In the movie “Captain America: The First Avenger,” the character of Dr. Abraham Erskine espoused a theory that transcended cinema. For those unfamiliar with the movie, it chronicles the origin story of Captain America. At the outset, Cap, also known as Steve Rogers, is a physically diminutive man with an enormous heart.
Having often been the victim of bullying himself, Rogers wanted nothing more than to join in his country’s fight against the ultimate bully: Hitler. His weak physical stature prevented him from doing so, until his pivotal meeting with Dr. Erskine. The doctor asked him why he persisted in enrolling in the Army, amid consistently being labeled “4F.” His answer was just what Dr. Erskine was looking for. Rogers said, “I don’t want to kill anyone. I don’t like bullies; I don’t care where they come from.”
What Dr. Erskine was looking for; what led him to choose Rogers to receive the super soldier serum, was character. He realized that strength is not only a physical characteristic; that strength of character was far more important than any physical attribute. On its face, the serum makes a person more physically powerful, and that is what enables them to defeat the enemy. But the Doctor explains to Rogers that the serum does not simply amplify physical characteristics. More importantly, it also enhances character. He explains, “The serum amplifies everything that is inside, so good becomes great; bad becomes worse. That is why you were chosen. Because the strong man who has known power all his life, may lose respect for that power, but a weak man knows the value of strength, and knows…compassion.”
Dr. Erskine had one request for Rogers, “…you must promise me one thing. That you will stay who you are, not a perfect soldier, but a good man.” That is the same promise asked of the American people, when they confer the power of governance upon leaders with their vote. Inherent in that choice resides an understanding that the leader will strive to maintain integrity and exemplary character. It is something that has been expected of, and at least somewhat fulfilled by most of our leaders, until now.
In the case of the Trump administration, such implicit trust continues to be violated. The revelation that Attorney General Sessions (in his interview for the position he currently holds) lied under oath to his fellow colleagues in the Senate, further impugns the faith of the American people in their newly elected leaders. Think about it: the country’s chief law enforcement officer lied under oath. And he lied about meeting twice with the Russian ambassador, someone the government also acknowledges as a chief Russian spy and spy recruiter.
Russia is an adversary of ours, yet it is also a country to whom the President and some of his advisers are rumored to have close ties. It should be noted that Sessions met with the ambassador privately, in his office, in September of 2016 – in the heat of the presidential election, and in the shadow of then Candidate Trump’s public plea to the Russians to sabotage the Clinton Campaign. This is just the latest example of a campaign surrogate-turned-administrative insider (former National Security Adviser Flynn being the other), being disgraced by connections to the same Russian ambassador. Connections which they initially sought to deny.
What all great leaders have in common, whether in the office, a comic book character, or those in the seat of government, is their strength of character; especially the attributes of integrity and humility. The strong moral character of Steve Rogers is what made Captain America the hero he was. His intrinsic desire to protect Americans from the bullies who sought to harm them; to fight for what is good, and to defend it from evil. His willingness to stand up for what is right, for those who cannot defend themselves, and to do so with a servant’s heart.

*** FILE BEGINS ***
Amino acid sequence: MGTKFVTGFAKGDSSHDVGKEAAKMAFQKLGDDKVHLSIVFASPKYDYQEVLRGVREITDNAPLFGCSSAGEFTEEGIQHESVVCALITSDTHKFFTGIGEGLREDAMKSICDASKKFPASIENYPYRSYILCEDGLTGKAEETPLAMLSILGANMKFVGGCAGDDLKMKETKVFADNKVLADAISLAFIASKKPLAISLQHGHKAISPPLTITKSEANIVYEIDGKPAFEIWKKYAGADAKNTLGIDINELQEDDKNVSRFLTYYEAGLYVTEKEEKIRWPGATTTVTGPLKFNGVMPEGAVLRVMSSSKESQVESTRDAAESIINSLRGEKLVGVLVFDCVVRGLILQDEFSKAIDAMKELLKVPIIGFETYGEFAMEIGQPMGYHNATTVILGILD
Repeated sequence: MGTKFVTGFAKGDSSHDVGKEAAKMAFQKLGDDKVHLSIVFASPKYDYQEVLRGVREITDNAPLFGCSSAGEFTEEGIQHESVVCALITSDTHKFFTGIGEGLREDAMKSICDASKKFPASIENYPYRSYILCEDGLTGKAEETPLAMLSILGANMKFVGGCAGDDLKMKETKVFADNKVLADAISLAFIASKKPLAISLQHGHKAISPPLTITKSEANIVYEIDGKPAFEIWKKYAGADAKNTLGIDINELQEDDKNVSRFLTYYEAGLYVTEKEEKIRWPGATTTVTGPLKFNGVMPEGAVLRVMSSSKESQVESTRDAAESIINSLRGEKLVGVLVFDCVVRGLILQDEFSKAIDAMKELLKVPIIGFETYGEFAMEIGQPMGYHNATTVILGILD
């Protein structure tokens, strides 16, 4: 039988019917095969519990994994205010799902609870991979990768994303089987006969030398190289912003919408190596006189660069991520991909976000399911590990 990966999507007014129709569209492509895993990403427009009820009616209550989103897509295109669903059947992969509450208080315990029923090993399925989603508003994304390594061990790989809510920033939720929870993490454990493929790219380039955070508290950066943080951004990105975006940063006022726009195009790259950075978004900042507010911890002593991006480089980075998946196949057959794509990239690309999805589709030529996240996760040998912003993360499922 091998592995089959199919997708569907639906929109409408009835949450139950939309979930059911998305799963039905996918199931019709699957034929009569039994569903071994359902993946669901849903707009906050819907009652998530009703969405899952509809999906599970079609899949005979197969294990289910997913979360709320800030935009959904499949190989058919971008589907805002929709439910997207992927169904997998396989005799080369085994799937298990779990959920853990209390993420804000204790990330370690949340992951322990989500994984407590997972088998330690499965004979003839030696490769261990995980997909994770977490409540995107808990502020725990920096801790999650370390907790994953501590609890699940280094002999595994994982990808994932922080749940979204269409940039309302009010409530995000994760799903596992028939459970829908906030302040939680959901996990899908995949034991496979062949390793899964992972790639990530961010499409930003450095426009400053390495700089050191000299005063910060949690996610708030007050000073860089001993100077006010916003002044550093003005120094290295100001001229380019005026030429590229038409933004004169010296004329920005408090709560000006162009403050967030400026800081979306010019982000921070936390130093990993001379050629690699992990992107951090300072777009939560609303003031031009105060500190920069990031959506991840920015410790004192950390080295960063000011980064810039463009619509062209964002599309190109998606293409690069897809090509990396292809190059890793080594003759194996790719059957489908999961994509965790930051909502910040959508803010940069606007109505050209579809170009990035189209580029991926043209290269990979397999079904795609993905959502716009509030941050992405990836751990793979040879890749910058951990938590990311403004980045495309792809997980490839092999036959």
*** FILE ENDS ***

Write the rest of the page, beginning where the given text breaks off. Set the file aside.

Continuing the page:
Those same qualities are observed in other great leaders throughout history. Presidents Lincoln, FDR, and Reagan dared to not only protect us from our foes, but to also simultaneously raise the bar for their citizens, and challenged them to be the best version of themselves. It should be noted that these men also were underdogs in one way or another; all of them had known what it was like to be a long shot, and treated power with more reverence once they attained it.
What is observed time and again within the Trump administration is a textbook example of Dr. Erskine’s theory of power. After taking the oath of office, it is easy to observe how power has amplified the true character of those that currently hold it, particularly with regard to issues relating to Russia. President Trump has continued to obscure the facts regarding his tax returns, business holdings, and connections to Russia.
Steve Bannon has openly stated his desire to deconstruct the country’s political infrastructure. And now it is revealed that Attorney General Sessions lied under oath, not only to his Senate colleagues, but to the American people as well. Conversely, we also see the steadfast commitment to true American morals and values by those such as Secretary of Defense Mattis, Ambassador to the UN Haley, and National Security Adviser McMaster, who do so despite knowing many of their peers do not support them.
In closing, integrity matters. Humility matters. American morals and values matter. No matter who minimizes them. Even if many of our current leaders fail to espouse them, it does not diminish their importance. We should never stop doing so, either, and should expect the leaders we choose in the future to value and espouse them as well. Dr. Erskine’s theory is always right.